Wednesday, May 23, 2012

Review: Monument 14 by Emmy Laybourne

Title: Monument 14
Author: Emmy Laybourne
Series: Stand Alone
Published By: Feiwel & Friends (June 5, 2012)
Source: ARC Provided by the Publisher
Genre: YA Dystopian
My Rating: 4 Stars

Goodreads Description:
  Your mother hollers that you’re going to miss the bus. She can see it coming down the street. You don’t stop and hug her and tell her you love her. You don’t thank her for being a good, kind, patient mother. Of course not—you hurdle down the stairs and make a run for the corner.Only, if it’s the last time you’ll ever see your mother, you sort of start to wish you’d stopped and did those things. Maybe even missed the bus.But the bus was barreling down our street, so I ran.Fourteen kids. One superstore. A million things that go wrong.

In Emmy Laybourne’s action-packed debut novel, six high school kids (some popular, some not), two eighth graders (one a tech genius), and six little kids trapped together in a chain superstore build a refuge for themselves inside. While outside, a series of escalating disasters, beginning with a monster hailstorm and ending with a chemical weapons spill, seems to be tearing the world—as they know it—apart.

My Review:
It seems lately that the market is flooded with new dystopian novels. Every where you look some one somewhere is coming out with something. It is getting to the point that it is hard to find something that hasn't been done before and that doesn't seem like all the others.

I like dystopian, I really do but it isn't always my favorite genre to read about, I think mainly because at times it comes off too depressing and heartbreaking and I find I need to take a good long breather from the genre before starting another one.

And even though I had just finished a great dystopian, the premises for this one was just calling out to me and I knew I needed to start it.

This really is different from the other dystopians out there. For one it is told through the point of view of a boy, something I am always saying is lacking in the YA genre. I have no idea why this is. Maybe more girls read this genre therefore the authors make the main characters girls more of the time? Or maybe because a lot of the authors are women themselves so it is just easier writing from a point of view of a woman.
I have no idea but, it is refreshing to find the POV coming from a boy every now and then, even if I myself, don't always relate to them, it is just nice to have something different, something to mix it up a little.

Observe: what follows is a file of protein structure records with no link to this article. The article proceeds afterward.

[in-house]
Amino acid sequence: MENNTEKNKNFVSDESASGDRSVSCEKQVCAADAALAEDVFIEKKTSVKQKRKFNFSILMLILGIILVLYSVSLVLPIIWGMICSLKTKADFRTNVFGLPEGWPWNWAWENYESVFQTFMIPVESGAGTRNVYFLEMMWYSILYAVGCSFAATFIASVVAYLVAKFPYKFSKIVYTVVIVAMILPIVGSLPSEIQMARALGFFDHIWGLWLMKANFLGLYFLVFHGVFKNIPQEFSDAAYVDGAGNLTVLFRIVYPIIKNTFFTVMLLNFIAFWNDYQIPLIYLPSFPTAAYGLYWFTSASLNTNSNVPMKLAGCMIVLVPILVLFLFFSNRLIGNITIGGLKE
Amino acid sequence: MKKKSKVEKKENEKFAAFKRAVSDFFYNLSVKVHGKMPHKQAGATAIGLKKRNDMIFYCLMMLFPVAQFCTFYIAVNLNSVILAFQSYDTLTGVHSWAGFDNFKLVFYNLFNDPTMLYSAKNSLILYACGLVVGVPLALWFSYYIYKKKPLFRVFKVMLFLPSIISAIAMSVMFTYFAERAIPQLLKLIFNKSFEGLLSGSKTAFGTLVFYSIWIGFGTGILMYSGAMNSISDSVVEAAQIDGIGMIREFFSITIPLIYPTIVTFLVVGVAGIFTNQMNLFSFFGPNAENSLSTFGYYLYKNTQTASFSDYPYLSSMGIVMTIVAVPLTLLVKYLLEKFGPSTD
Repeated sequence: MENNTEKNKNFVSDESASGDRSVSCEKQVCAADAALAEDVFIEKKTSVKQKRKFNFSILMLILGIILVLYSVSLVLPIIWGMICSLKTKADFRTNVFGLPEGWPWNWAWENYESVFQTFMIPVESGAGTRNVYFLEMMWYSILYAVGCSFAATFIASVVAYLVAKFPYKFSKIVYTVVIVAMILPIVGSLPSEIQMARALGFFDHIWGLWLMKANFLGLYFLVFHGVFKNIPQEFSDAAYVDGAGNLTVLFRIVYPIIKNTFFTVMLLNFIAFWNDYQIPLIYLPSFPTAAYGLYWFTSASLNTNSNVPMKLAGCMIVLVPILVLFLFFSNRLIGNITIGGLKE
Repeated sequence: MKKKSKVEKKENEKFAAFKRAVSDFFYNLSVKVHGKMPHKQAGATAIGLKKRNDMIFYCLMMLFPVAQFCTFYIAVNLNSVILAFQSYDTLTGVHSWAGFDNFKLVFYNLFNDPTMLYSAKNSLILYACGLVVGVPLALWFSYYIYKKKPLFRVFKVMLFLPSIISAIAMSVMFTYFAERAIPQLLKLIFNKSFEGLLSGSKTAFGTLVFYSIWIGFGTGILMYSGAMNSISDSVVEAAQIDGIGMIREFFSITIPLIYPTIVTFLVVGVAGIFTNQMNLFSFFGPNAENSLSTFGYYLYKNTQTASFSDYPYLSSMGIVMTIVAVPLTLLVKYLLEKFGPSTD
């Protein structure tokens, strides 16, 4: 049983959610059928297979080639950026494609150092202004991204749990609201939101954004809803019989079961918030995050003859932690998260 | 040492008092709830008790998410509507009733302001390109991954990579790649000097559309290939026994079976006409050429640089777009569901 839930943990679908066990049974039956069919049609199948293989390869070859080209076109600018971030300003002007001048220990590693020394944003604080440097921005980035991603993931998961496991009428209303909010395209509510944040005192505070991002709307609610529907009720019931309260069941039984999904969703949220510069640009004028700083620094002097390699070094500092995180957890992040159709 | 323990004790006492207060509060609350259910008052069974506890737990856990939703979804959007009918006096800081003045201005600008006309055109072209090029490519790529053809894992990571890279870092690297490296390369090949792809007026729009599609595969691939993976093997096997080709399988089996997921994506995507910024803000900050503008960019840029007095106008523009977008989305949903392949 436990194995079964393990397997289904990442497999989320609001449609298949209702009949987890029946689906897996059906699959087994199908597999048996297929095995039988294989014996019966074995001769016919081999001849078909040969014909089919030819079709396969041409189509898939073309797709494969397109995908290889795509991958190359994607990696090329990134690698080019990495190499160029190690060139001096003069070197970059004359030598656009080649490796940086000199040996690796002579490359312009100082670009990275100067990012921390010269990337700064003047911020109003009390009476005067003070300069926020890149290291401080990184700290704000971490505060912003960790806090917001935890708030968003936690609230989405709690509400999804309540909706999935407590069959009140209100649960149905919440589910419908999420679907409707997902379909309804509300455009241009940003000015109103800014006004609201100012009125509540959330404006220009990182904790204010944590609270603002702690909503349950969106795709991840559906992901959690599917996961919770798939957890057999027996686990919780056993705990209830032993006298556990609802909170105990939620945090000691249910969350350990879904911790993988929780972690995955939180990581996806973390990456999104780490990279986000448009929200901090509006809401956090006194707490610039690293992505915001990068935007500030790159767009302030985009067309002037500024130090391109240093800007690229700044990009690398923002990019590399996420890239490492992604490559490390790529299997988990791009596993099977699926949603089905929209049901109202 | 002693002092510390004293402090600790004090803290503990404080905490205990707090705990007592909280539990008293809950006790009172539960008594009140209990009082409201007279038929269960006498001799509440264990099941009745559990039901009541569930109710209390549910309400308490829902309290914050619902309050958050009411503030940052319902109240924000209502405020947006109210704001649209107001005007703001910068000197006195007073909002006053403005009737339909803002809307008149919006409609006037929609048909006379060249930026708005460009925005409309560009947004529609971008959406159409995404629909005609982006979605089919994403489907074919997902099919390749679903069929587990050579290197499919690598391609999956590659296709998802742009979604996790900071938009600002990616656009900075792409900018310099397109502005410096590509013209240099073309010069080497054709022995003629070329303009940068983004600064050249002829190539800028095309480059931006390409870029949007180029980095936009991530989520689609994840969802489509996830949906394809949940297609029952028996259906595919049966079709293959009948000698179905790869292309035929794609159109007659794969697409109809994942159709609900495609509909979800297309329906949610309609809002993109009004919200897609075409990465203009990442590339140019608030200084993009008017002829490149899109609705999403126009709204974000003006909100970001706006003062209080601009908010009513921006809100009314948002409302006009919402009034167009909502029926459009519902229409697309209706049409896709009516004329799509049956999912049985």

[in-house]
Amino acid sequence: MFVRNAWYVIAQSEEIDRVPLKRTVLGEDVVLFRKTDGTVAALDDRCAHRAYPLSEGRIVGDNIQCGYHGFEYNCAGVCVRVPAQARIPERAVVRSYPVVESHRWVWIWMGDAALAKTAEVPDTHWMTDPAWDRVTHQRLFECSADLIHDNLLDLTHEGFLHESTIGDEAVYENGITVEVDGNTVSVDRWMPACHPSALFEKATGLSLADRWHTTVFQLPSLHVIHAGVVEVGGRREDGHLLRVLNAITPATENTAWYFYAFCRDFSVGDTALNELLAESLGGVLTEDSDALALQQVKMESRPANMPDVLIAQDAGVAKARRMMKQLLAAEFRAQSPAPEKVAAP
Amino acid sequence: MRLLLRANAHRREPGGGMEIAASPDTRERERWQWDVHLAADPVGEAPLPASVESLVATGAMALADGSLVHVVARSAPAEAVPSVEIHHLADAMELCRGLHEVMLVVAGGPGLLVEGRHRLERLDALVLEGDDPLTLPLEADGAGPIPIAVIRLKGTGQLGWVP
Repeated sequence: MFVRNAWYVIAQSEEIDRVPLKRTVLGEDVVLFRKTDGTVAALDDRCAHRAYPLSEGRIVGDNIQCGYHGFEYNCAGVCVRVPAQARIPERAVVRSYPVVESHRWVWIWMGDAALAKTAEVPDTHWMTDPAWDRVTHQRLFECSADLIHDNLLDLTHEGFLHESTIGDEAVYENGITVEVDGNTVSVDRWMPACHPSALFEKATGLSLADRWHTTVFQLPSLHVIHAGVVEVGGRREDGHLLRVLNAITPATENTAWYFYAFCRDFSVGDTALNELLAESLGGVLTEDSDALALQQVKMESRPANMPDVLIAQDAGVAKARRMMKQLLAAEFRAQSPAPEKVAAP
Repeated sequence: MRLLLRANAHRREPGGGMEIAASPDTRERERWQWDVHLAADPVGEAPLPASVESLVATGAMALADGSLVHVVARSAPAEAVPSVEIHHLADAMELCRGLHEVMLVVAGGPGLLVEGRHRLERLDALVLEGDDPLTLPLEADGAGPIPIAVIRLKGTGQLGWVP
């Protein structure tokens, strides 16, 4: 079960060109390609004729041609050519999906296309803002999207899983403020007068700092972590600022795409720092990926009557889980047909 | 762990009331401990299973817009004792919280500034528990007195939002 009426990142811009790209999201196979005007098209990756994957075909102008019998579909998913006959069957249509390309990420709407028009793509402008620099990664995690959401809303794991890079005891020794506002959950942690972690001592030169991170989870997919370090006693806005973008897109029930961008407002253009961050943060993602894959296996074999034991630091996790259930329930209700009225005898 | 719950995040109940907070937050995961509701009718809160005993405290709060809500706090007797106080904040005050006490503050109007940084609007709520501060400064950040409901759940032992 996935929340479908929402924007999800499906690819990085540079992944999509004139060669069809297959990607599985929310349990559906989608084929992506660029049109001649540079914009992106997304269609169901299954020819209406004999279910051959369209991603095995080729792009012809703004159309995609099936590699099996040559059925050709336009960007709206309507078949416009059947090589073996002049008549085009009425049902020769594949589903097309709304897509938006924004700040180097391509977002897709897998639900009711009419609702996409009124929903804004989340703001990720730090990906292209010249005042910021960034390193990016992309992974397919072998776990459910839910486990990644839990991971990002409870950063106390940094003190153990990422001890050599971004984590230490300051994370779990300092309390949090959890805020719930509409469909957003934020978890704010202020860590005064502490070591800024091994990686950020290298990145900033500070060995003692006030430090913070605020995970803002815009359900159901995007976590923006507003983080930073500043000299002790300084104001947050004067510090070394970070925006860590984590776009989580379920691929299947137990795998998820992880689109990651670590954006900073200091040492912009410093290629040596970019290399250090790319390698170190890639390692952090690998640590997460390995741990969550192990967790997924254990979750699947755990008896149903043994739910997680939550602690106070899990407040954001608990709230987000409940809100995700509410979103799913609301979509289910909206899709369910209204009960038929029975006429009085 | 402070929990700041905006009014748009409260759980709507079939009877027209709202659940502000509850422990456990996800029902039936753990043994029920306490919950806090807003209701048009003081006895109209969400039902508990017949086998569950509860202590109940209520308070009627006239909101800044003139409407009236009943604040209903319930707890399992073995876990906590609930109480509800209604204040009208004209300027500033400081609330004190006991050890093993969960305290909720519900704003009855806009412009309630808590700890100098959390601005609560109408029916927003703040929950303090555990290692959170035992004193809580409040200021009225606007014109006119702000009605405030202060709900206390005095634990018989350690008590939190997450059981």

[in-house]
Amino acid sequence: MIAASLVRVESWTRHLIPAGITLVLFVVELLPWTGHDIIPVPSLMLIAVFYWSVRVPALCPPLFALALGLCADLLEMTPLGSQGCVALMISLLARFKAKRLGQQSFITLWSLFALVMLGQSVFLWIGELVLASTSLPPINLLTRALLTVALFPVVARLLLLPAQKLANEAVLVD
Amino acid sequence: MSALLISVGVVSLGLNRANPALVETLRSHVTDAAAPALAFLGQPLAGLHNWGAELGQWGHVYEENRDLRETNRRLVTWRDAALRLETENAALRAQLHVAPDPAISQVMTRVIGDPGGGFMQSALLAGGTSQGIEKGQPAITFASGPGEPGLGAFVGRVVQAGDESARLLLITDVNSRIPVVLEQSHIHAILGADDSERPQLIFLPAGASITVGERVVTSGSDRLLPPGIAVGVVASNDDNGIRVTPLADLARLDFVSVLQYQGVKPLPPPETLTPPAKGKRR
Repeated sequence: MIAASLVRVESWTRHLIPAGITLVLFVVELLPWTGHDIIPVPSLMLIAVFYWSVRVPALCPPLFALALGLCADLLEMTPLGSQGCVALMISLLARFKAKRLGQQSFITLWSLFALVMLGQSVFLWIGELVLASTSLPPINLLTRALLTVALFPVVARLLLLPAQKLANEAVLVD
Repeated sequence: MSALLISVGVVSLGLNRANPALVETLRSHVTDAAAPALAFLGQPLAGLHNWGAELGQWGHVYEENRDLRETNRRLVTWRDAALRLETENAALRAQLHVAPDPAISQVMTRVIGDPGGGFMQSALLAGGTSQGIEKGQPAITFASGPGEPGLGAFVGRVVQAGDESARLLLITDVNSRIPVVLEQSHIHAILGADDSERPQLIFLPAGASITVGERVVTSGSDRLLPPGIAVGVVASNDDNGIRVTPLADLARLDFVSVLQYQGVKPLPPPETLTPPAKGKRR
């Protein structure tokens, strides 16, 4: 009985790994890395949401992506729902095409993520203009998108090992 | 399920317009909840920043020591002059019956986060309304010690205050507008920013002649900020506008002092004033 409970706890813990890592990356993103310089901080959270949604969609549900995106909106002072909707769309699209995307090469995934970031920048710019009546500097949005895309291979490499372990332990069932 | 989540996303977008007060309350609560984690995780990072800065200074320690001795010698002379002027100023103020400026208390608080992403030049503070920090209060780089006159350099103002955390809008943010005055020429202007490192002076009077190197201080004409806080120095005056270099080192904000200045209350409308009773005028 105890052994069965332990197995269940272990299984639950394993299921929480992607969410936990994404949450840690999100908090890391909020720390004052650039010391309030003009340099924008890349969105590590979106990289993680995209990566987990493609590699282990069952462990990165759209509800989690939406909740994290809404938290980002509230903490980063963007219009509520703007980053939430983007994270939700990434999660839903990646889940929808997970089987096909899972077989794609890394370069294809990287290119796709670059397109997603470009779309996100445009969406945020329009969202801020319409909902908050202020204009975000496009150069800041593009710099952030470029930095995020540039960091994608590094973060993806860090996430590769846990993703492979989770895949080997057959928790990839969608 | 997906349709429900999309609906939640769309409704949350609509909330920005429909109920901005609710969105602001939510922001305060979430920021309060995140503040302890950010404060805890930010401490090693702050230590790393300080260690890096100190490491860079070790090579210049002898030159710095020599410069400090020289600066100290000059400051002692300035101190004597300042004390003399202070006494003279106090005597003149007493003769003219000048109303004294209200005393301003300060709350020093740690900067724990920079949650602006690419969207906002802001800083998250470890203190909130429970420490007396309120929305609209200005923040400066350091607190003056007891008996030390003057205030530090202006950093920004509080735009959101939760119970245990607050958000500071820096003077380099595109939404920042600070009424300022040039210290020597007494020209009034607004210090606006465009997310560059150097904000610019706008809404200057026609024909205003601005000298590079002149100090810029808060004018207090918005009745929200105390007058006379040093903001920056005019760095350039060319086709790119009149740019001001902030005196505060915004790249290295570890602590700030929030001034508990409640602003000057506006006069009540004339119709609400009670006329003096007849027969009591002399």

The author definitely did that.

This book isn't only about a boy though, it is in fact about a group of kids, 14 of them in fact, ranging in age from around 5 to 16 all from a small town in Monument, Colorado.

What I liked about this story was that it felt real, all the emotions of the characters, the situations of putting all those different ages and personalities together in one place under the conditions that they were in, it never felt too far out there or too unrealistic.

I think having it told through Dean, just like a normal teenage boy would talk to a friend really helped with that as well and although there were some very real situations, not all happy and carefree, this never felt depressing. Yeah things were pretty horrible and crazy but they made the best of it and they soldiered on.

There were some really great characters in this story and they all had different weaknesses and strengths that all came together to create a pretty united front.

The only downside to this story was how it ended. It just didn't feel over to me, like maybe it started to get a little rushed and there wasn't any real solution. Yeah they had a plan but I would have liked an epilogue I think. Something to say what happened to them in the end.

What happened to the kids, Mrs. Wooly, the parents? The ones that stayed, the ones that left?

I don't know. I think it could have had a little better of an ending.

Who knows, maybe there will be a sequel and that is why it was left as it was? Or maybe we are just suppose to imagine our own ending, good or bad.


  1. I have this one to review as well. I so agree about not reading too much dysotpian, it really gets me down after awhile. I like male persoectives so I am looking forward to that. I am not a big fan of open endings. Thanks for the heads up on the ending.

  2. I hope you like it Heidi, it is different but it was a good read.
    I do wish the ending had been a little different though, it would have been better that way.

  3. Hi Kindlemom!

    It's been awhile since I stopped by to say hi and I'm glad your review for Monument 14 caught my eye! It's been getting alot of promotion lately but your review is the first I've read!

    I definitely understand what you mean about the dystopian genre. I actually just finished reading a book called The Hunt which is a vampire dystopian novel. The story is also told through the eyes of a boy, which, like you said, is so refreshing!

    I don't mind open-endings so much BUT I don't like books with endings that feel rushed. Thank you so much for sharing your thoughts on this book. I will be adding it to my to-reads pile!

    I'm going to make it a point to stop by more often. I'm going to add your blog to my blog roll :)

    Best Wishes!
    Mia at The Muses Circle

  4. Thanks so much for stopping by Mia!! I really appreciate it!!

    I do hope you give this one a try. I am heading to your blog now to look at your review of The Hunt. :)

  5. I have heard nothing but awesome things about this book, so I'm excited to see that you enjoyed it! I'm looking forward to picking it up one of these days. (:

    grace (Dallas Cold Laser)